Harry Potter and the Order of the Phoenix

Viewed – 16 May 2020 Blu-ray (A-Z Collection Challenge)

I had put the Harry Potter franchise on hold for a while now but having reached ‘H’ in my A-Z challenge I thought it was a good idea to pick up where I left off. This fifth entry in the celebrated saga has Harry returning to Hogwarts and facing a backlash following his involvement in Voldemort’s apparent return and the death of Cedric. With suspicion surrounding him and school headmaster Dumbledore, a new professor is brought on who proves a bit of a tyrant. However a secret society turns to Harry to investigate Voldemort’s plans and hopefully prevent a war.

The world of Harry Potter is again enchanting and imaginative. This entry reunites us with many likeable characters including Ron Weasley, Hermione and Hagrid. Imelda Staunton is also fun as villainous professor Delores Umbridge … however, the plot spends far too much time with this character wrecking havoc at the school and less on the Voldemort plot, leading to a deja-vu showdown against the dark lord that we’ve pretty much had in various guises for five movies now. Despite the stakes raising each time, it’s on a whole a concept that feels stretched out and repetitive. With that said, production values, atmosphere and effects work are all still great, and that showdown familiar as it is, is pretty bad-ass.

Radcliffe is on a whole, likeable but far from a gifted actor (even at this stage), his line-delivery particularly lacking emotional weight. Co-stars fair better, especially Emma Watson and Michael Gambon. However like most of the movies thus far in this franchise, there’s little that propels the story forward and is bogged down in unnecessary world building and throw-away side plots. I like this world and these characters quite a bit, but whilst this entry was indeed fun in places it was also quite underwhelming.

Verdict: Good

Harry Potter and the Philosopher’s Stone

Viewed – 25 December 2016  Blu-ray

I finally did it.  I watched a Harry Potter movie after years of declaring it wasn’t my thing.  But really, what self respecting movie fan can hold his head up amongst other movie critics without watching this much admired and acclaimed franchise?  Over the next few weeks I thoroughly intend to pass judgement over all eight movies … but for now I’ll let you know my thoughts on the very first.

Harry Potter

Harry is a young boy who is given to his aunt and uncle when a baby, following the untimely death of his parents.  His aunt & uncle however are cruel and unloving towards him as he grows up and fuss and gush over his cousin instead.  Yet one day a letter arrives declaring that young Harry has been accepted into the wizarding school of Hogwarts.  So Harry is soon whisked off into a fantasy world of goblins, witches and magic that will change his life forever.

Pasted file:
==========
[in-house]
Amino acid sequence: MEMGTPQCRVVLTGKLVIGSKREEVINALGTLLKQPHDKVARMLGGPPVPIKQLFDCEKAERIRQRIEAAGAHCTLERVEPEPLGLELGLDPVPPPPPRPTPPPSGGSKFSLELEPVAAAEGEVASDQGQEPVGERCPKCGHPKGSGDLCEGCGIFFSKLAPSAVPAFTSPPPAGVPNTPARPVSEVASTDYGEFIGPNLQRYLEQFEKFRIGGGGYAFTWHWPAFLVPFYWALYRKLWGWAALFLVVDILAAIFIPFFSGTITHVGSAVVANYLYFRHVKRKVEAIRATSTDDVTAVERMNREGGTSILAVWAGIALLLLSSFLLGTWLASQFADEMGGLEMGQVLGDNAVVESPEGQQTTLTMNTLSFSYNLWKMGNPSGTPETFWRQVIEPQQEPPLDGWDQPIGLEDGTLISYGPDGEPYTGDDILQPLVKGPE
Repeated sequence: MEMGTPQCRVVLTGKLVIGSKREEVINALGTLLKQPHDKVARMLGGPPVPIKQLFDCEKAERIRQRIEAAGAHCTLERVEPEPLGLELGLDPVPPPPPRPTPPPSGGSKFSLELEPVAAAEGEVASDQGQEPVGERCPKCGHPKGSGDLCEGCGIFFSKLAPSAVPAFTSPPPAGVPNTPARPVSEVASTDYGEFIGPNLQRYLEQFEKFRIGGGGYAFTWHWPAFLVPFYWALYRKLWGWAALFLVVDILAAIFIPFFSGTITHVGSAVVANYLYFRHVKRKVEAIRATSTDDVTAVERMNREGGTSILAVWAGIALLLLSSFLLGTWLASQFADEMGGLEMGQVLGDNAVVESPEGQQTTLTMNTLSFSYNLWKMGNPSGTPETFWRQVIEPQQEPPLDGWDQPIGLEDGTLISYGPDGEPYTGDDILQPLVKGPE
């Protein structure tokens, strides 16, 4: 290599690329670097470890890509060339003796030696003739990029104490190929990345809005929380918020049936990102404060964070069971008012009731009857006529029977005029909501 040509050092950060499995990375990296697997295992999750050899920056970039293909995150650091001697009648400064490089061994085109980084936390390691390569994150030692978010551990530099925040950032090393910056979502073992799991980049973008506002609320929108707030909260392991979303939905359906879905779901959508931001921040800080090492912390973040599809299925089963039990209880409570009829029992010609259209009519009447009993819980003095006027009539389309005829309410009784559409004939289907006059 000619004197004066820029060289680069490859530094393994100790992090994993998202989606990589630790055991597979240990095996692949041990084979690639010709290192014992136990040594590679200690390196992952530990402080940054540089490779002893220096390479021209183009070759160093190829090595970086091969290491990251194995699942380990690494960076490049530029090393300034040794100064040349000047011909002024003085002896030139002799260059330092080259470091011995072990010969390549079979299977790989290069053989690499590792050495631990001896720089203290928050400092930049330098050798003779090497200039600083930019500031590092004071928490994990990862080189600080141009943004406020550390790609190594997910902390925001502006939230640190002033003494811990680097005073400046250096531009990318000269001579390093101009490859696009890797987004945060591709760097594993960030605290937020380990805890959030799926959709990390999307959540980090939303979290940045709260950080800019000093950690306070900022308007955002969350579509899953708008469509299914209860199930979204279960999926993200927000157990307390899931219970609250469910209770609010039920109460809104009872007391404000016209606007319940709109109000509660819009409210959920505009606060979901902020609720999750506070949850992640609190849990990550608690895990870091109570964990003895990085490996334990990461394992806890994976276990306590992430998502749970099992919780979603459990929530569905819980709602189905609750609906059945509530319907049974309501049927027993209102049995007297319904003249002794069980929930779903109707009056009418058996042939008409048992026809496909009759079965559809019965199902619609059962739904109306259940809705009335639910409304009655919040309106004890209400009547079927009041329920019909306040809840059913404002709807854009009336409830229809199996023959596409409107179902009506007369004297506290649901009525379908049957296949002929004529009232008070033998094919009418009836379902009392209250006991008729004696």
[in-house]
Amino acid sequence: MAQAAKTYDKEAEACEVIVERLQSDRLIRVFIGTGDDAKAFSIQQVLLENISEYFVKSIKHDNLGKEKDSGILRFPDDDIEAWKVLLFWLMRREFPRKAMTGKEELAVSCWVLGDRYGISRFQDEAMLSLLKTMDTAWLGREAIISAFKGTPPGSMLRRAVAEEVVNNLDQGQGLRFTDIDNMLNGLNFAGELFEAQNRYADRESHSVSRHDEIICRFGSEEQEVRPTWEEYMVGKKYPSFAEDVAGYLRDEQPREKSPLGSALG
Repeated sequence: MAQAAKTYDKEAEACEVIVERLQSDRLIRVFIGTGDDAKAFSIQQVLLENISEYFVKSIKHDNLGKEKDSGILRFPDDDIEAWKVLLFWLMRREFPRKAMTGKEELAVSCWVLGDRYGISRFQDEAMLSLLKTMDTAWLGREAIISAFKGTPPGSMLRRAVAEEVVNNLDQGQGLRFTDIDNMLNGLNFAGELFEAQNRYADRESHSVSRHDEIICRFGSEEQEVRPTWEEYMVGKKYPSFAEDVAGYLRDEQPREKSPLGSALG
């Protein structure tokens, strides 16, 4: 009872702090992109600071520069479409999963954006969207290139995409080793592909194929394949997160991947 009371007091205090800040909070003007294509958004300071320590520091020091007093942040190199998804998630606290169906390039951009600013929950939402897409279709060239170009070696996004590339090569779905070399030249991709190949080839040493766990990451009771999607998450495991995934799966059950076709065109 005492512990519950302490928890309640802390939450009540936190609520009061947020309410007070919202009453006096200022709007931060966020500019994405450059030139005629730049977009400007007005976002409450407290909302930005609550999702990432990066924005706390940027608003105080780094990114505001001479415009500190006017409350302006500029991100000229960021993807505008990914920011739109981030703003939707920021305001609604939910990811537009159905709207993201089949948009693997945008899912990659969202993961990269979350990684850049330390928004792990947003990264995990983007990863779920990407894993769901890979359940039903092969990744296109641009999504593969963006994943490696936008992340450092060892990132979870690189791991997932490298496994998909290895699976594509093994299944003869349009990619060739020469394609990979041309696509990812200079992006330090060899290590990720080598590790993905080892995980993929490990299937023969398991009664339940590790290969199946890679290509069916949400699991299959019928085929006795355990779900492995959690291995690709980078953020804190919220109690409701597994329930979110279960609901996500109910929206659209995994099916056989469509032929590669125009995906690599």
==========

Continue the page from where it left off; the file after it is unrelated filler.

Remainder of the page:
Robbie ColtraneDespite my years of reluctance I’ll admit I was very quickly absorbed in author J K Rowling’s world and certainly admire the wealth of imagination and sheer ‘wonder’ on display.  Think a cross between Tim Burton, C S Lewis and Roald Dahl.  I was also impressed to discover a who’s who of British acting talent, from Dame Maggie Smith, John Hurt, the late Alan Rickman and especially a wonderfully cast Robbie Coltrane.  It also has to be said this is a gorgeous looking movie that despite being over fifteen years old now, hasn’t aged and with high production values that include superb set design and for the most part, quality CGI … I came away rather impressed.  The plot is mostly an introduction to the world of Harry Potter and perfectly sets up the movies to come and I certainly enjoyed the whole school term structure and learning to be a wizard thing.  Harry for the most part is a bit of a celebrity throughout and mainly carries the story by being at the centre of different situations rather than being all that heroic or skilled as a wizard (at this stage).

Some of the child acting leaves a bit to be desired however, especially a young Emma Watson who’s delivery of lines and general personality screams of trying a bit too hard.  I’m sure she improves though.  Yet Daniel Radcliffe’s Harry is quite the discovery – occasionally a bit uneasy with some lines and situations but really makes the character his own and is likable and generally convincing.  A climactic encounter let’s the side down a tad, with a dodgy CGI sequence.  Also, with a majority of the run time focusing on setting up such a world, the ending felt a bit rushed and forced-feel good.  But I still had a great time with this and feel a bit silly for missing out all these years.  Roll on Harry Potter 2.